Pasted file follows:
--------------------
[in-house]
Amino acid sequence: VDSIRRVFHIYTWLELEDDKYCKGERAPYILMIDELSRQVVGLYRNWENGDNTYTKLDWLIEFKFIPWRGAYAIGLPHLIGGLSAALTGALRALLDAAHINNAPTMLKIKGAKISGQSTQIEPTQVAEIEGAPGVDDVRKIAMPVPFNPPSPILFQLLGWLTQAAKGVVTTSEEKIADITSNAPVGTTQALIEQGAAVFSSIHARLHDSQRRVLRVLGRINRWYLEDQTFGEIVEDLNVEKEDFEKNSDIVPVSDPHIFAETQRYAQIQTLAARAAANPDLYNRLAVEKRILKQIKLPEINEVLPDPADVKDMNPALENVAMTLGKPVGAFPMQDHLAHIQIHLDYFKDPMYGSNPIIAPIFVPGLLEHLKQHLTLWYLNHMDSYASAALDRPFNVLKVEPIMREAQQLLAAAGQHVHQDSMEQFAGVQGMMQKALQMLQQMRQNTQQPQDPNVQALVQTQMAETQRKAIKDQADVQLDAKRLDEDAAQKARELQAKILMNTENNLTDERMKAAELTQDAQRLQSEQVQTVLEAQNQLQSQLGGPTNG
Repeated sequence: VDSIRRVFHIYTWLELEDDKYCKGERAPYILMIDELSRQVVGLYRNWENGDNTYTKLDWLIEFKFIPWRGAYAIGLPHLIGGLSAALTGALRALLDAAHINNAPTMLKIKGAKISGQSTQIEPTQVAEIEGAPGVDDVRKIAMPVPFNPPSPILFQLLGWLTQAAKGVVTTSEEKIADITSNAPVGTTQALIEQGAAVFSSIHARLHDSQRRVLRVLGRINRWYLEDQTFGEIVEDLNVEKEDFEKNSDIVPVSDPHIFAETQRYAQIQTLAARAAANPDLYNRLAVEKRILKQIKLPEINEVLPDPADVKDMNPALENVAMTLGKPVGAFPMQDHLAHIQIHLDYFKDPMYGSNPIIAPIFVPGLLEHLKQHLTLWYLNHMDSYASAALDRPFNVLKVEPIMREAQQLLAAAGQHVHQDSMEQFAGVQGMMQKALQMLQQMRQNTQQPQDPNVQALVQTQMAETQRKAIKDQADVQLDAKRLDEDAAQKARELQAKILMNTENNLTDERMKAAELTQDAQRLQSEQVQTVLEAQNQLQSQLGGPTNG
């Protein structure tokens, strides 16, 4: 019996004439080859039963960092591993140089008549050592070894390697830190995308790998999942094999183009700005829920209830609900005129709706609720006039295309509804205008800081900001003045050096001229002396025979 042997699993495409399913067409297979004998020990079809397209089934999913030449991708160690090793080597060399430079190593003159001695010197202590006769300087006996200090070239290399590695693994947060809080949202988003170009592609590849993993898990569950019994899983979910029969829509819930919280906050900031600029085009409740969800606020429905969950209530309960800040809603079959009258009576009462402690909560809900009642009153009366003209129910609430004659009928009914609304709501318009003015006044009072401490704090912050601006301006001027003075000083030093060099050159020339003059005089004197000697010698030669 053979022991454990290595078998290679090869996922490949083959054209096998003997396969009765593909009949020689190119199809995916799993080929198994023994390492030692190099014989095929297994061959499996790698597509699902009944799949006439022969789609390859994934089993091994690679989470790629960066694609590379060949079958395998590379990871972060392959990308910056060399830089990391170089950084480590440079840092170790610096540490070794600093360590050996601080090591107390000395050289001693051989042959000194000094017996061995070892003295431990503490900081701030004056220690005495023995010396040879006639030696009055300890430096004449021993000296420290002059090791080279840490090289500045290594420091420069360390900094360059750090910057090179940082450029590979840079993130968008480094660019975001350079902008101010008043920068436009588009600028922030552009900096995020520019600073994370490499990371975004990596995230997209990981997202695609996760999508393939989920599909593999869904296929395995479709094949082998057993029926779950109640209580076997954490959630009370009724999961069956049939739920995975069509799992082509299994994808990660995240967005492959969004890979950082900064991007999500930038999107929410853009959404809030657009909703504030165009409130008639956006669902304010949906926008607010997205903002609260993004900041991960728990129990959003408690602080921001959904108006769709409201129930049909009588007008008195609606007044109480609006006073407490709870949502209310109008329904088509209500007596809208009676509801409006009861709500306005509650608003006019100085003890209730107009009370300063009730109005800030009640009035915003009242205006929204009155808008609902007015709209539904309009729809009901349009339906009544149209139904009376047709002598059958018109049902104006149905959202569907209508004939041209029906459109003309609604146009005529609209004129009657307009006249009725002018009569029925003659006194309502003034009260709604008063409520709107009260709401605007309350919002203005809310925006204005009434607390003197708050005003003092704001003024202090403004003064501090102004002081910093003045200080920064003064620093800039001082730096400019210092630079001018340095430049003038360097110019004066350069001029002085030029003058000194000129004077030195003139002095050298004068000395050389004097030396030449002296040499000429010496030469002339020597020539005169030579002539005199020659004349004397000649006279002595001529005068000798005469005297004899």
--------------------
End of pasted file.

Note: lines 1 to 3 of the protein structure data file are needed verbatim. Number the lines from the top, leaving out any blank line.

[in-house]
Amino acid sequence: VDSIRRVFHIYTWLELEDDKYCKGERAPYILMIDELSRQVVGLYRNWENGDNTYTKLDWLIEFKFIPWRGAYAIGLPHLIGGLSAALTGALRALLDAAHINNAPTMLKIKGAKISGQSTQIEPTQVAEIEGAPGVDDVRKIAMPVPFNPPSPILFQLLGWLTQAAKGVVTTSEEKIADITSNAPVGTTQALIEQGAAVFSSIHARLHDSQRRVLRVLGRINRWYLEDQTFGEIVEDLNVEKEDFEKNSDIVPVSDPHIFAETQRYAQIQTLAARAAANPDLYNRLAVEKRILKQIKLPEINEVLPDPADVKDMNPALENVAMTLGKPVGAFPMQDHLAHIQIHLDYFKDPMYGSNPIIAPIFVPGLLEHLKQHLTLWYLNHMDSYASAALDRPFNVLKVEPIMREAQQLLAAAGQHVHQDSMEQFAGVQGMMQKALQMLQQMRQNTQQPQDPNVQALVQTQMAETQRKAIKDQADVQLDAKRLDEDAAQKARELQAKILMNTENNLTDERMKAAELTQDAQRLQSEQVQTVLEAQNQLQSQLGGPTNG
Repeated sequence: VDSIRRVFHIYTWLELEDDKYCKGERAPYILMIDELSRQVVGLYRNWENGDNTYTKLDWLIEFKFIPWRGAYAIGLPHLIGGLSAALTGALRALLDAAHINNAPTMLKIKGAKISGQSTQIEPTQVAEIEGAPGVDDVRKIAMPVPFNPPSPILFQLLGWLTQAAKGVVTTSEEKIADITSNAPVGTTQALIEQGAAVFSSIHARLHDSQRRVLRVLGRINRWYLEDQTFGEIVEDLNVEKEDFEKNSDIVPVSDPHIFAETQRYAQIQTLAARAAANPDLYNRLAVEKRILKQIKLPEINEVLPDPADVKDMNPALENVAMTLGKPVGAFPMQDHLAHIQIHLDYFKDPMYGSNPIIAPIFVPGLLEHLKQHLTLWYLNHMDSYASAALDRPFNVLKVEPIMREAQQLLAAAGQHVHQDSMEQFAGVQGMMQKALQMLQQMRQNTQQPQDPNVQALVQTQMAETQRKAIKDQADVQLDAKRLDEDAAQKARELQAKILMNTENNLTDERMKAAELTQDAQRLQSEQVQTVLEAQNQLQSQLGGPTNG